Q (Inaudible) with the progress in the ISR task force in making (inaudible)? You specifically set short deadlines for that. Have you met with the (inaudible)?
SEC. GATES: I had a second briefing day before yesterday.
SEC. GATES: Well, I think they have identified some of the areas where there are shortfalls, for example, in ground stations, and linguists; so figuring out -- so it's not just an airframes problem. It's aircrews. It's a processing challenge. And I think they made some headway in identifying some additional capabilities here in the U.S. and elsewhere.
SEC. GATES: Well, I don't want to get into it right now. But we can send forward to the theater, and I think they'll soon be going into the theater to see if they can help them work with the commanders out there to get more out of what they already have.
For example, one of the questions that we addressed and that I mentioned at Scott was if you've got a platform that's flying 20 hours a day, what keeps you from flying at 22 hours a day and giving yourself 10 percent more capability? And so looking, kind of going back from that, how do you squeeze more out of what you have?
STAFF: But you also add that ISR task force is being run by a former MacKenzie guy, so it's looking for a lot of efficiency.
SEC. GATES: Yeah, it's a process and efficiency kind of thing.
Q (Inaudible.) I understand that one of the things that you talked about was the political transition (inaudible). I was wondering if you could elaborate on what the issues are and how you see them (inaudible).
SEC. GATES: Well, I've asked the Defense Policy Board to look at this for me and to see what we can prepare in order to ensure a smooth transition. There are a couple of things that I've done. One is I've asked them to look at transition issues in two respects.
First of all, Mike Donley has been heading an outfit -- just from a purely administrative standpoint, how do you do the transition? So that's more a nuts-and-bolts kind of thing for the Department of Defense. But I’m really asking the DPB to look at issues, you know, the new secretary of Defense is going to have to know about and be ready to deal with on day one.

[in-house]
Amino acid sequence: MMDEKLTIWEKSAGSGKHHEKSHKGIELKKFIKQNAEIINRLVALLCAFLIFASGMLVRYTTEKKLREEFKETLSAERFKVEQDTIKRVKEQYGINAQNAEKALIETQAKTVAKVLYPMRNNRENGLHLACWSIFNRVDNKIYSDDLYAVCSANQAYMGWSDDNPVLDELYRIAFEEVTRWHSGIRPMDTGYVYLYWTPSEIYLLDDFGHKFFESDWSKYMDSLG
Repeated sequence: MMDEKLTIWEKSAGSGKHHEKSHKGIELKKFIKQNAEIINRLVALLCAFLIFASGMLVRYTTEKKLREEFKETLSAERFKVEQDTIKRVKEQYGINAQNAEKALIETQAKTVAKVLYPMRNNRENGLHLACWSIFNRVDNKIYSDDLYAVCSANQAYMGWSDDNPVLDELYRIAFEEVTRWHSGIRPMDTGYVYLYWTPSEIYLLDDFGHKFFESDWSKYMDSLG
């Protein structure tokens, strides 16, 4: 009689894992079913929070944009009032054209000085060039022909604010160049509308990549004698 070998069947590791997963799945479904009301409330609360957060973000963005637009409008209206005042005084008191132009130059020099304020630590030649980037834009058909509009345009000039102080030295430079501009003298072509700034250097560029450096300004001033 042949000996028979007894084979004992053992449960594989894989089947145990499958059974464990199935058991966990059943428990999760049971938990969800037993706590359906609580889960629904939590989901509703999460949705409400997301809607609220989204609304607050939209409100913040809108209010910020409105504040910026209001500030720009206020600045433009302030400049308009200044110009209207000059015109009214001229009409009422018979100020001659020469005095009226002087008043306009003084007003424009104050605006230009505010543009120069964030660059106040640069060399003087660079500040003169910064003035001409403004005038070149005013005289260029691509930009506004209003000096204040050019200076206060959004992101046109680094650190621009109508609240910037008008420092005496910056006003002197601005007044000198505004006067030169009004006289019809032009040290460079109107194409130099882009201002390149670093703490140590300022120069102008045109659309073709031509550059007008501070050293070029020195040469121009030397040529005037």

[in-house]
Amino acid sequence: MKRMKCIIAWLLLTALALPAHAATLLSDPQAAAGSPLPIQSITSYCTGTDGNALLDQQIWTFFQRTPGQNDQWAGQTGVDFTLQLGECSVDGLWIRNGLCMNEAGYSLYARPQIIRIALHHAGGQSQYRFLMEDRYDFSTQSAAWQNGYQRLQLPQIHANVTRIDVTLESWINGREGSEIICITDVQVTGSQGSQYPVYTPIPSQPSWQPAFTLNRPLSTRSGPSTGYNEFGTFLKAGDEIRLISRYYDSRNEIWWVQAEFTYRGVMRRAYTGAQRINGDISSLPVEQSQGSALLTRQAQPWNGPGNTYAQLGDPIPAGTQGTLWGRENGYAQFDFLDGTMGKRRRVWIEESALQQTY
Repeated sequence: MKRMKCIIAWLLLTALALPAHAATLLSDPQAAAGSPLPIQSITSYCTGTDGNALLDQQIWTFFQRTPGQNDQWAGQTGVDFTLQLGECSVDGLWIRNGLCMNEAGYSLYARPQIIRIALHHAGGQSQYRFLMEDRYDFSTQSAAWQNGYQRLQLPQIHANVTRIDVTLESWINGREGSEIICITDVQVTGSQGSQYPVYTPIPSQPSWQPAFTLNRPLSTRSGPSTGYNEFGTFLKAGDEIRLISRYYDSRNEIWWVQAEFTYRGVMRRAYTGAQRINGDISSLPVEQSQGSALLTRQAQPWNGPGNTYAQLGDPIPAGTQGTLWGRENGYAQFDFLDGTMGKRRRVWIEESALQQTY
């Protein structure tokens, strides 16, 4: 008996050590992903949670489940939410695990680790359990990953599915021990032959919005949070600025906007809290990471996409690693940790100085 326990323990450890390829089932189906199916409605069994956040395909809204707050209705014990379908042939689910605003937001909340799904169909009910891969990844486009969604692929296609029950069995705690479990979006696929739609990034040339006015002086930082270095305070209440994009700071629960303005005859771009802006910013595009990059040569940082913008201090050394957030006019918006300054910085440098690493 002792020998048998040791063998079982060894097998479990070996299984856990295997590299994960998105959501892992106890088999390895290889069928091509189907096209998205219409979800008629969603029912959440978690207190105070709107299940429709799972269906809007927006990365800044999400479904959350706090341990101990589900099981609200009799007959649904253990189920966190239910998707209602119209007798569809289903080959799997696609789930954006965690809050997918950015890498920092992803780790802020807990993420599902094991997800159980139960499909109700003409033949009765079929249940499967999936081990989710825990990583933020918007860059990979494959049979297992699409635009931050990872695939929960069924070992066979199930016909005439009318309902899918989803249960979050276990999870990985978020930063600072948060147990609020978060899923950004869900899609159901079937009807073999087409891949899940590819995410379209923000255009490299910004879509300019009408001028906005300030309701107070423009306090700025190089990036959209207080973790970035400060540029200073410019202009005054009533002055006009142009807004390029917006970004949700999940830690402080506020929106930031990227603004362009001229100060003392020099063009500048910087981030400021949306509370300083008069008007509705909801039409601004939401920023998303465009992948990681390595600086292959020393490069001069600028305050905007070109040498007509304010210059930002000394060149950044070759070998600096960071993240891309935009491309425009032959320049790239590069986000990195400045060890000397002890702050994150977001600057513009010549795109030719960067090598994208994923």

It's obviously Iran, Iraq and Afghanistan, but -- (inaudible) -- Iran, North Korea, the FY '10 budget, ISR, this Air Force issue, and then what are some of the longer-range issues that may not be a crisis on day one, but he or she is going to have to start addressing pretty quickly. I haven’t gotten into that. They're actually doing that this month. They're doing all of this this month. So I'll get their recommendations.
One of the things that we talked about, I talked about with the board and that we’re -- that actually was touched on in the op-ed in the paper yesterday by Flournoy and Armitage was how can we -- is there anything we can do to work with the Congress in terms of accelerating the confirmation process so that we don't have empty seats at the Department of Defense at a time we're fighting two wars?
I've asked a lot of the folks at the Pentagon to be prepared to stay on, should they be asked, until a successor is confirmed, again, so we don't have a lot of empty seats on the civilian side of the government in the middle of a war. Now, that's obviously up to the new president, but I hope that they'll have at least a choice of having some continuity while the confirmation process goes forward so that a new secretary doesn't arrive and find that on the civilian side of the government he’s all alone. And so they're kind of working all of those different aspects of the issues because this is the first transition in wartime in 40 years. And I just want to make sure that we don't drop the baton in wartime.
STAFF: Let’s take one more. Tom you got one. Jamie, you’re OK?
Q My only question is, are you willing to be one of those who agrees to stay on to serve our nation in this time of need?
STAFF: I will do whatever is necessary for the good of the nation. (Laughter.)